RBA Rate Cut Gives Confidence To The Housing Sector – NSW Government Must Add Support

The Reserve Bank of Australia rate cut of 25 basis points will give confidence to the housing sector, says the Urban Taskforce.


“The housing sector in New South Wales and particularly in Sydney has been struggling over recent months.” says Urban Taskforce CEO Chris Johnson. “House prices in Sydney have been dropping and this has constrained spending and kept potential purchasers out of the market. New housing has been particularly affected by reducing prices leading to a big drop in housing approvals.”


“The new housing sector has been slowed down by two elections which created a risky, uncertain regulatory environment that deterred investment. The re-election of the Morrison Government has led to a lift in confidence that has included easing of credit restrictions on purchasers of new and existing homes. The rate cut announced by the RBA today is another important signal to potential home purchasers to get back into the market.”


“While the national related issues of credit easing and interest rate cuts are positive stimuluses to the market there are still some worrying issues at the NSW Government level.”


“The removal of the cap on local infrastructure contributions in a year’s time could add up to $60,000 on to the cost of a new home, just at the time the industry is beginning to regain confidence. The Urban Taskforce believes the cap removal should be put on hold until the new housing industry has stabilised.  There are also concerns about proposals by the NSW Planning Minister, Rob Stokes, to remove spot rezoning and planning proposals from the planning system. It seems that the Minister prefers Local Environmental Plans by councils to always be up to date.  Spot rezonings have previously been supported when a more recent state level regional, district, corridor or precinct plan, even in draft, form has been released. In these circumstances a spot rezoning can achieve strategic merit when assessed against the state government plans rather than having to wait up to 5 years for the councils plan to be updated.”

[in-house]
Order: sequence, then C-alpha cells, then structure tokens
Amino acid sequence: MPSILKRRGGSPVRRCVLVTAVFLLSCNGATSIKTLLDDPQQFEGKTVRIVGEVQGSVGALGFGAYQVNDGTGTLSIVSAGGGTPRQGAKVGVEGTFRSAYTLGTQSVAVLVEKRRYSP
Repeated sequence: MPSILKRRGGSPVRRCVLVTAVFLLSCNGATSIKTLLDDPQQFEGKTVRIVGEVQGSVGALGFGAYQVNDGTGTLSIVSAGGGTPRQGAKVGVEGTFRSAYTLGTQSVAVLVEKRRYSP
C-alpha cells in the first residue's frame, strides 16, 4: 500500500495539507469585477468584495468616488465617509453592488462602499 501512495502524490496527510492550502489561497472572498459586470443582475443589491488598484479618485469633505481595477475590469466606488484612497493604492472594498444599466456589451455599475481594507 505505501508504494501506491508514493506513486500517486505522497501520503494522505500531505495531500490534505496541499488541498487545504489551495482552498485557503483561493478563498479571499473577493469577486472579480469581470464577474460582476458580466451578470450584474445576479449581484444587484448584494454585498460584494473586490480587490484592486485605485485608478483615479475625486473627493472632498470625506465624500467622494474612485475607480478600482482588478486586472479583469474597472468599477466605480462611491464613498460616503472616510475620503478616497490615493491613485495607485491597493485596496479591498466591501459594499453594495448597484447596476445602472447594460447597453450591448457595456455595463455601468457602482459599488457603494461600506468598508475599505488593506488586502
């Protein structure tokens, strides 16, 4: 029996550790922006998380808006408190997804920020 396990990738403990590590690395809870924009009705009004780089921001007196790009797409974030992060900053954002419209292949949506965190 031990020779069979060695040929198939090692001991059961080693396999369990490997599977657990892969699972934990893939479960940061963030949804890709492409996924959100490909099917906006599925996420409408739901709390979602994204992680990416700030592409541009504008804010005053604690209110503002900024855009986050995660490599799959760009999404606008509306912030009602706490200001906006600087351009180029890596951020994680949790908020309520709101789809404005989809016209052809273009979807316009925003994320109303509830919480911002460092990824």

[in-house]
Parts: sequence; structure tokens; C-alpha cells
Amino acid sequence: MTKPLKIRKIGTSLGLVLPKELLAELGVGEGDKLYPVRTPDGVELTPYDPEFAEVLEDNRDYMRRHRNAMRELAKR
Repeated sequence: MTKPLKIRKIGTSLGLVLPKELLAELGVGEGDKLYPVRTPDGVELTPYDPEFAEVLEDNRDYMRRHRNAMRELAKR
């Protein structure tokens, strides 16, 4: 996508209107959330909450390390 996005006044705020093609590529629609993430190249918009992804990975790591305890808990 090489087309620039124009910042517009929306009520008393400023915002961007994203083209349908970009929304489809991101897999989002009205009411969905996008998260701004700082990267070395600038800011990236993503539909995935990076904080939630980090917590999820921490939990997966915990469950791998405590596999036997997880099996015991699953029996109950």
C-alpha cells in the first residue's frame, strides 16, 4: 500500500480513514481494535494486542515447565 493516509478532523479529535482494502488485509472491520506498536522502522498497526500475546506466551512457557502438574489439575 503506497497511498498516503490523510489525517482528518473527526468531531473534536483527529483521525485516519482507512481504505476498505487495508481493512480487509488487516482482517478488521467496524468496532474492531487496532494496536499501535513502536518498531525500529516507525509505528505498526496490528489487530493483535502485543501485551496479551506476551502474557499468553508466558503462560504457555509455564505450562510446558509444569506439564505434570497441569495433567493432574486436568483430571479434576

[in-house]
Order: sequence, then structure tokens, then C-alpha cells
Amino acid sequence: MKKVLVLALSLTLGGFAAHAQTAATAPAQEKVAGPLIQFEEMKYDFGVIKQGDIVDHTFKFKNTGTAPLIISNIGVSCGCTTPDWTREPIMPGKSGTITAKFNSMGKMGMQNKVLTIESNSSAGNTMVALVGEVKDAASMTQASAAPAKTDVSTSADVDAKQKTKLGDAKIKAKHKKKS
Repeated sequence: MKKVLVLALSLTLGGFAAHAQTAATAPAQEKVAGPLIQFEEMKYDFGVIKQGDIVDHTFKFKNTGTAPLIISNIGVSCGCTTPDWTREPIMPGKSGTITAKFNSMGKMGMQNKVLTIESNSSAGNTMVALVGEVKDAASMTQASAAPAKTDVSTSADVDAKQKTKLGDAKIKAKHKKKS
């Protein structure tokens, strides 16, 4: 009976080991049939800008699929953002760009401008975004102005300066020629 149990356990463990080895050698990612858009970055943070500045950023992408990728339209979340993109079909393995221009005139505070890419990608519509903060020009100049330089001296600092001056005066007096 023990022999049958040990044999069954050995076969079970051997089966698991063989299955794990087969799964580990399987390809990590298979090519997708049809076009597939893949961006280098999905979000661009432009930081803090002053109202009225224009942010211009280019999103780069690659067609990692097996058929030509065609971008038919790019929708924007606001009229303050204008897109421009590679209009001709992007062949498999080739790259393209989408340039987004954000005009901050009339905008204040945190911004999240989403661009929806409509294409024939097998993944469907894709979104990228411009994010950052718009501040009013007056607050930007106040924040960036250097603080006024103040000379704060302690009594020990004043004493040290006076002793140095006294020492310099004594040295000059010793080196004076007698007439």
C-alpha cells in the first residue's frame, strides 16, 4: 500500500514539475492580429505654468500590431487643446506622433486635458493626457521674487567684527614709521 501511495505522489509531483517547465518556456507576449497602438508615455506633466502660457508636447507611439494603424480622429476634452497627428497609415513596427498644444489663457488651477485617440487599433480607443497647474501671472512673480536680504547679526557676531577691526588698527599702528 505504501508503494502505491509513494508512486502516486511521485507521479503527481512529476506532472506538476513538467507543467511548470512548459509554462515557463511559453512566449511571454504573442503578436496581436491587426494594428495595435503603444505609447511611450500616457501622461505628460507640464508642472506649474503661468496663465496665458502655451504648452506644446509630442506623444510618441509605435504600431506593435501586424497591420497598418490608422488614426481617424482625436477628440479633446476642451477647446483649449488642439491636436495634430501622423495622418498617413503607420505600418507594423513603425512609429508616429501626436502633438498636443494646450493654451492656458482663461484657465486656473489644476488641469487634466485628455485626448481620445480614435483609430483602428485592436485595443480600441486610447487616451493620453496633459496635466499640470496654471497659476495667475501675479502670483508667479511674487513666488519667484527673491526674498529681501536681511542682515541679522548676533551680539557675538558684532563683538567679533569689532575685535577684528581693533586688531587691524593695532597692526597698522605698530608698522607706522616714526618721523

“The planning system must be able to respond to changes in circumstances, such as the investment in new infrastructure or changing demographic trends. A new metro line is likely to lead to the need for a greater density of development around the metro stations, and the planning system must respond to this in a timely manner.”


“The Urban Taskforce is keen to work with governments at all levels including national, state and local to ensure that housing supply matches population growth, so that homes are kept at an affordable level.”

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